Policing Our Public Schools

Our classrooms must not become drug sanctuaries
The time is now for us to talk the talk and walk the walk around the issue of drug abuse in Halton.

It causes us great concern to read that some people in our community want youth drug traffickers to have safe havens of operation (i.e. the schools.). Let’s begin with the opinion recently published in a letter to The Spectator, “Drug bust is no deterrent.”

The writer states that police funding should be put to better use and police should be kept out of schools. Does that also mean that drug traffickers should ply their trade elsewhere? You can’t have it both ways. One would think the choice to be obvious. Did the writer also mean that all police presence should be removed from schools? Are schools to become sanctuaries for perpetrators not mirroring the realities of the real world? If the police are to be removed from the schools we might as well put up a sign that says:

“This institution preserves the students right to either respect or ignore the law because your parents thought you should not be accountable for all of your behaviours wherever you go.”

So what do we do when in fact the majority of parents send their children to school with the belief that the school will use every legal and appropriate means to insure their child’s safety?

The biggest issue that parents bring to Parent Watch is the issue of their children going through sudden changes in personality and becoming uncontrollable. A significant number of these children, some of whom begin stealing from their parents and siblings, verbally and physically threaten families, run away, or begin displaying signs of depression, physical and self-abuse have been introduced to drugs at school. Most kids are, in fact, just kids. They are trying to survive and be accepted. It shouldn’t take a great deal of thought to realize that if someone keeps offering my kid drugs, not just daily but several times a day, the probability that they will in fact say ‘yes’ to drugs will increase. This is especially true when our youth perceive that there are no real deterrents.

Can we afford not to have ‘big brother or sister’ helping to insure our children’s safety? When a community begins to look out for its children it should be said that this is a community that actually walks the talk. Looking out for our younger children does mean that we are going to get a clear message out to youth who are trafficking to other youth that they will be held accountable.

It was reported that it cost approximately $6,000 to conduct the undercover police operation. Who said that insuring our safety as a community didn’t come with financial costs? What value do you place on the message that we are prepared to come after you wherever you are, and that schools are not drug sanctuaries?

The only issue should be why aren’t citizens of this community allocating more resources to the drug squad? The long-term health and crime costs are a hundred-fold greater than an extensive and direct response to trafficking. We would want these youths to know very clearly that the status quo has changed and we will now bring forth all the resources to declare war on drugs and insure safe schools.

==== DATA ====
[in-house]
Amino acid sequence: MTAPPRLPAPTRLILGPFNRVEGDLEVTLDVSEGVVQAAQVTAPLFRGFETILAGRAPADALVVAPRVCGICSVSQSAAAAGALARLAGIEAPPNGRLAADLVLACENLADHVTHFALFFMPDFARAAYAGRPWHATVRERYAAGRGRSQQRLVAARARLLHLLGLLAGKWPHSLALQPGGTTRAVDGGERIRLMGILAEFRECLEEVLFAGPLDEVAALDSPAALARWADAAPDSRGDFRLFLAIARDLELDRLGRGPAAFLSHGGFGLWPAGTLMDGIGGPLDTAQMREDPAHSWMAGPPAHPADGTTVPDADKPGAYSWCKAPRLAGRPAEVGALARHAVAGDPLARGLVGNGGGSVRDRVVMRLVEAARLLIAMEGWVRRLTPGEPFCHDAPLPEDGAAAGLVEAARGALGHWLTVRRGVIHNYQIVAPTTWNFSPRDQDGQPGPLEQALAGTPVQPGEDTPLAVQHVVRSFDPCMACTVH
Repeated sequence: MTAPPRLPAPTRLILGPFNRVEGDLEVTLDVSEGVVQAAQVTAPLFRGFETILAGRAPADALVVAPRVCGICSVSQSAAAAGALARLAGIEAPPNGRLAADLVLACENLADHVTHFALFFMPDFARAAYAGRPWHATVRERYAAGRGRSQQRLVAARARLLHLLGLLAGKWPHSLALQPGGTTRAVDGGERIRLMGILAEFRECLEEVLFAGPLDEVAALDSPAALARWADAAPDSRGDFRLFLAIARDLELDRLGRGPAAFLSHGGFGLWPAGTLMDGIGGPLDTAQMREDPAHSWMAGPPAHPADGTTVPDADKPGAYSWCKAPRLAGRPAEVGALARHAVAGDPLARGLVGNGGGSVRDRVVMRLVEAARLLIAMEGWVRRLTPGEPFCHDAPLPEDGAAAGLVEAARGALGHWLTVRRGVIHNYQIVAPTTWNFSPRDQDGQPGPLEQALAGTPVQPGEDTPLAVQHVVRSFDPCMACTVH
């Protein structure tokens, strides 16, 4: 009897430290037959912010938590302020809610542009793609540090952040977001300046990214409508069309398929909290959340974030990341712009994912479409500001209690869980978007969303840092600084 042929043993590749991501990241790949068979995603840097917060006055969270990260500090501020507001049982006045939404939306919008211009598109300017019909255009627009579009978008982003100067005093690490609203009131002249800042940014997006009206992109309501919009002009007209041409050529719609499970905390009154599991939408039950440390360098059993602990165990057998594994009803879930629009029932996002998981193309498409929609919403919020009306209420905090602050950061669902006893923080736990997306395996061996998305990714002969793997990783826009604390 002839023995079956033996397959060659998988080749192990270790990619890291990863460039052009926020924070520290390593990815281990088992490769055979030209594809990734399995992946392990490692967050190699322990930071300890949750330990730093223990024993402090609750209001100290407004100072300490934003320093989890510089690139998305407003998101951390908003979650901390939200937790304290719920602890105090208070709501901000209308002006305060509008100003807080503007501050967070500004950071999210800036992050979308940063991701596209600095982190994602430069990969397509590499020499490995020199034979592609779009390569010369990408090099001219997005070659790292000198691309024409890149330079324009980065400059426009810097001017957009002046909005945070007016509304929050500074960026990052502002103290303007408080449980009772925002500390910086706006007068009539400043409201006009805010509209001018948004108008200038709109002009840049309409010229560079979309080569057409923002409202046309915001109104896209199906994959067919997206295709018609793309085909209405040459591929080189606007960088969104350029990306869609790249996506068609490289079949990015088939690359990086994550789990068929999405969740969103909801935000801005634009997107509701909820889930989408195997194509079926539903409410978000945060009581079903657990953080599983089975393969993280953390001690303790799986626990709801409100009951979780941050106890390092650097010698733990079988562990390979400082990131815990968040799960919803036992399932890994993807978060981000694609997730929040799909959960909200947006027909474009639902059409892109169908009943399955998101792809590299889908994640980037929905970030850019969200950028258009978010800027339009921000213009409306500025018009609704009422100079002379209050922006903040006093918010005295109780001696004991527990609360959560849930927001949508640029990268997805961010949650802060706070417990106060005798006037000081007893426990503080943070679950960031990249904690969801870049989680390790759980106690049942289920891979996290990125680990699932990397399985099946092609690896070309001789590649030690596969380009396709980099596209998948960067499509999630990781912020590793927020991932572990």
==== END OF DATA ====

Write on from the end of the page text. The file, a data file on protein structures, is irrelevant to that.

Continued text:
We don’t agree that Halton police should feel embarrassed about mounting a drug sting operation in a school. Chief Peter Campbell and school principal Tom Adams, we can’t thank you enough for bringing the offensive against drugs that will help stop the enormous suffering and emotional/financial costs that our families incur with regards to drug abuse. Each day our jobs become harder to do when we deal with youth who become casualties to drug usage. We would encourage the sceptics and non-supporters to spend some volunteer time in the Halton Regional Child and Adolescent Psychiatric Unit at Oakville Trafalgar-Memorial Hospital.

If there are any doctors who believe that smoking marijuana is less dangerous than drinking alcohol please remember that there is no label on street drugs. In the fall of this past year we were alerted through our intelligence network to PCP being mixed with what was promoted as being hydroponically grown marijuana. PCP is a banned horse tranquilizer that was killing horses. The Halton Regional Child and Adolescent Psychiatric Unit was alerted and a screening test specifically for PCP was initiated. In addition we were advised that a local youth was selling contaminated hash. Thanks to the assistance of several actions of a high school principal, the Halton Regional Police School Liaison Officer and Parent Watch the message was quickly sent out about the risks of purchasing drugs.

Finally, in the recent letter to The Spectator, the writer worries about how the children will view the world as a result of “big brother.” After a combined 35 years in the business of dealing with children and families in crisis and having our own children, we can honestly say that most kids think we, the adults, are failing them in our attempts to deal with drug abuse.

What do these kids mean? Specifically they ask why we have no residential drug treatment services in Halton. They believe that most Halton parents haven’t got a clue about the drug scene in Halton. They have the nerve to suggest that our ignorance is grounded in denial or an unwillingness to care or learn. It only happens to those other kids, we say. And finally, the kids believe the deterrents are minimal. Quite frankly, the kids ask why we aren’t watching out for them more.

Leave a Reply

Your email address will not be published. Required fields are marked *